SEARCH

SEARCH BY CITATION

Keywords:

  • glioblastoma;
  • radiation therapy utilization;
  • SEER;
  • surgical resection

Abstract

  1. Top of page
  2. Abstract
  3. INTRODUCTION
  4. MATERIALS AND METHODS
  5. RESULTS
  6. DISCUSSION
  7. FUNDING SOURCES
  8. REFERENCES

BACKGROUND:

The purpose of this study was to assess what factors influence radiation therapy (RT) utilization in patients with glioblastoma and to ascertain how patterns of care have changed over time.

METHODS:

A total of 9103 patients with supratentorial glioblastoma in the Surveillance, Epidemiology, and End Results (SEER) database from 1973 to 2006 were analyzed. Demographic information was obtained, including age, sex, race, year of diagnosis, and marital status. Treatment characteristics included receipt of RT and surgical resection.

RESULTS:

In total, 76.8% of patients received RT, whereas 78% received resection. Patients of male sex, who were currently married, who were <65 years old, and who underwent resection were more likely to receive RT. The average annual percentage change in RT utilization in the years 1990-2006 was −0.41% (95% confidence interval [CI], −0.23 to −0.58), whereas for resection it was 0.26% (95% CI, 0.03 to 0.50). This equates to a 6.5% decrease in RT utilization and a 4.2% increase in resection during this time period. Patients treated with RT had a 2-year overall survival of 11.4%, compared with 5.2% in those not treated with RT (P < .00001). Multivariate analysis showed that younger age (continuous; odds ratio [OR], 0.97; P < .0001), marital status (OR, 1.62; P < .0001), surgical resection (OR, 1.72; P < .0001), and year of diagnosis 1998-2006 compared with 1990-1997 (OR, 0.82; P < .0001) were associated with RT utilization, whereas sex, lesion size, and race were not.

CONCLUSIONS:

SEER data show a decreasing utilization of RT in patients with glioblastoma from 1990 to 2006. Patients who were older, who were unmarried, and who underwent biopsy only were less likely to receive RT. Cancer 2012. © 2012 American Cancer Society.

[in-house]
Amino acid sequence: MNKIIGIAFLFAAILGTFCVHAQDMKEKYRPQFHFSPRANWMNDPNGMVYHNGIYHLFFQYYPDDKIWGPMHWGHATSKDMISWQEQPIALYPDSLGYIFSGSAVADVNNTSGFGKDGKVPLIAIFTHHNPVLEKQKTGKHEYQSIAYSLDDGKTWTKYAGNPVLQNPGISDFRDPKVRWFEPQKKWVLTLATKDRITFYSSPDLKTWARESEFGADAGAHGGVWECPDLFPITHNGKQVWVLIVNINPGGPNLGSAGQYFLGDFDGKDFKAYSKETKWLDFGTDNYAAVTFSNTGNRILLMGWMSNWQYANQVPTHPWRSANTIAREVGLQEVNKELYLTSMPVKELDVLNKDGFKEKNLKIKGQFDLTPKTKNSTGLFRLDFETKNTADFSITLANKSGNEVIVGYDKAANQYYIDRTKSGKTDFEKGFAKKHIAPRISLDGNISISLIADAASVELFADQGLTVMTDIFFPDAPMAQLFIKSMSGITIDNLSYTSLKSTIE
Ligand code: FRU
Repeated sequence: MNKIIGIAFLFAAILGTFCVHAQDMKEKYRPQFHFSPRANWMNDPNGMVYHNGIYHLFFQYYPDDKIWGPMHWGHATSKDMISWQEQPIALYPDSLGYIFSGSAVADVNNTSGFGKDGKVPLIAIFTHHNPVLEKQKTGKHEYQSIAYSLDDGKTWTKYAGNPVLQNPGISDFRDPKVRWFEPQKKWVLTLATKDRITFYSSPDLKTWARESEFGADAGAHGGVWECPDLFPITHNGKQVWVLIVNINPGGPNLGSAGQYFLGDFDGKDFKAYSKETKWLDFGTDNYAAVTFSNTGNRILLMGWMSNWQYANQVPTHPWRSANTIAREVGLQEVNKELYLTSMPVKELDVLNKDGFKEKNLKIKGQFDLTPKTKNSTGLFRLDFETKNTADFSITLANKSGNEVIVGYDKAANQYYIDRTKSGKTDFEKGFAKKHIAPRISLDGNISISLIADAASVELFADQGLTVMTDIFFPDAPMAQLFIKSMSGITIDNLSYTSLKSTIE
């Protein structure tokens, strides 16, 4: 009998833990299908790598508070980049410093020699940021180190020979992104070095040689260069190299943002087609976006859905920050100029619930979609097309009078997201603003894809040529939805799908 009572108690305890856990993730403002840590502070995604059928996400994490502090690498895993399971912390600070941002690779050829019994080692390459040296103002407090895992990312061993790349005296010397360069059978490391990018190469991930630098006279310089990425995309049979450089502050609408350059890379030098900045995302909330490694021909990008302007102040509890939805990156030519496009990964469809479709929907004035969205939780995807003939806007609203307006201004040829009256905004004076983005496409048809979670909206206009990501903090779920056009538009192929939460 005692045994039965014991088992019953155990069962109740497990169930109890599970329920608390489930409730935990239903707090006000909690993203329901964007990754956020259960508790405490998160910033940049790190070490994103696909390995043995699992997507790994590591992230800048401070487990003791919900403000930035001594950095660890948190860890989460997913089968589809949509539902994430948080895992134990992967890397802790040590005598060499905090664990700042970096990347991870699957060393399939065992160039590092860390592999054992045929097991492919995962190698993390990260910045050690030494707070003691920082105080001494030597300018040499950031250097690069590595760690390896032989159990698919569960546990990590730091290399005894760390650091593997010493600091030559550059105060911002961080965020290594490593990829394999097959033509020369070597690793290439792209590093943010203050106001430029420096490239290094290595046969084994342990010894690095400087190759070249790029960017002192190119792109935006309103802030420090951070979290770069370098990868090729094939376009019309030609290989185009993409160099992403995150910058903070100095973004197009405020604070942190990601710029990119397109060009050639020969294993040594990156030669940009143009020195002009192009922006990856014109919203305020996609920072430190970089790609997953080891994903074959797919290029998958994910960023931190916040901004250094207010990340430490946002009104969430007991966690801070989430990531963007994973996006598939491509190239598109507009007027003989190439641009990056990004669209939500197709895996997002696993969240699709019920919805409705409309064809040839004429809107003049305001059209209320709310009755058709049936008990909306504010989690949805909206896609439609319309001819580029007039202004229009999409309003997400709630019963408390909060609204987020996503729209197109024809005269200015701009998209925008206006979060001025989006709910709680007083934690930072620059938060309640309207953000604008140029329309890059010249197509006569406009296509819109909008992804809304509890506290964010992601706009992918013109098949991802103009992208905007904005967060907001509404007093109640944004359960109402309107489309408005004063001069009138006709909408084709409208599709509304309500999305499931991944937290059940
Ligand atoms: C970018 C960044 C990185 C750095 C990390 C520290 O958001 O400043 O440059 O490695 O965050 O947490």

INTRODUCTION

  1. Top of page
  2. Abstract
  3. INTRODUCTION
  4. MATERIALS AND METHODS
  5. RESULTS
  6. DISCUSSION
  7. FUNDING SOURCES
  8. REFERENCES

Glioblastoma is the most common primary brain malignancy in adults and continues to be associated with a very poor prognosis.1 Population-based data have shown an increasing incidence of glioblastoma, particularly in the elderly.1 Prospective randomized controlled trials have shown a doubling of survival for postoperative radiation therapy (RT) compared with best supportive care.2-4 More recently, temozolomide administered in conjunction with RT has been shown to be an effective systemic treatment that leads to improved survival among these patients.5 Thus, the current standard of care among patients with glioblastoma is maximal safe surgical resection followed by RT together with systemic concurrent and adjuvant chemotherapy with temozolomide.

Population-based studies using the Surveillance, Epidemiology, and End Results (SEER) database have shown that unmarried patients with glioblastoma are less likely to receive RT and resection and have worse survival than married patients.6 In addition, there exist racial differences in survival that may be explained by disparity in treatment.7, 8

The purpose of this study is to use a population-based database to assess what factors influence RT utilization in the United States and how patterns of care have changed over time.

MATERIALS AND METHODS

  1. Top of page
  2. Abstract
  3. INTRODUCTION
  4. MATERIALS AND METHODS
  5. RESULTS
  6. DISCUSSION
  7. FUNDING SOURCES
  8. REFERENCES

Data Source

The SEER program of the National Cancer Institute assembles information on cancer incidence and survival in the United States. The SEER program registries routinely collect data on patient demographics, primary tumor site, tumor morphology and stage at diagnosis, first course of treatment, and follow-up for vital status. The registries participating in the SEER program capture approximately 97% of incident cases.9 The public use data contain information on type of surgery performed and whether a subject received RT. However, the registry does not contain information on comorbid conditions, imaging performed during staging evaluation, surgical margins, treatment details (such as RT dose and fields or systemic agents administered), or locoregional control. The population residing within the areas served by the SEER cancer registries is comparable to the general US population with regard to measures of poverty and education, but tends to be more urban and has a higher proportion of foreign-born persons than the general US population.10 The catchments for the 17 SEER registries used in this analysis comprise approximately 26% of the US population.11 As this data set is in the public domain, it was deemed institutional review board exempt.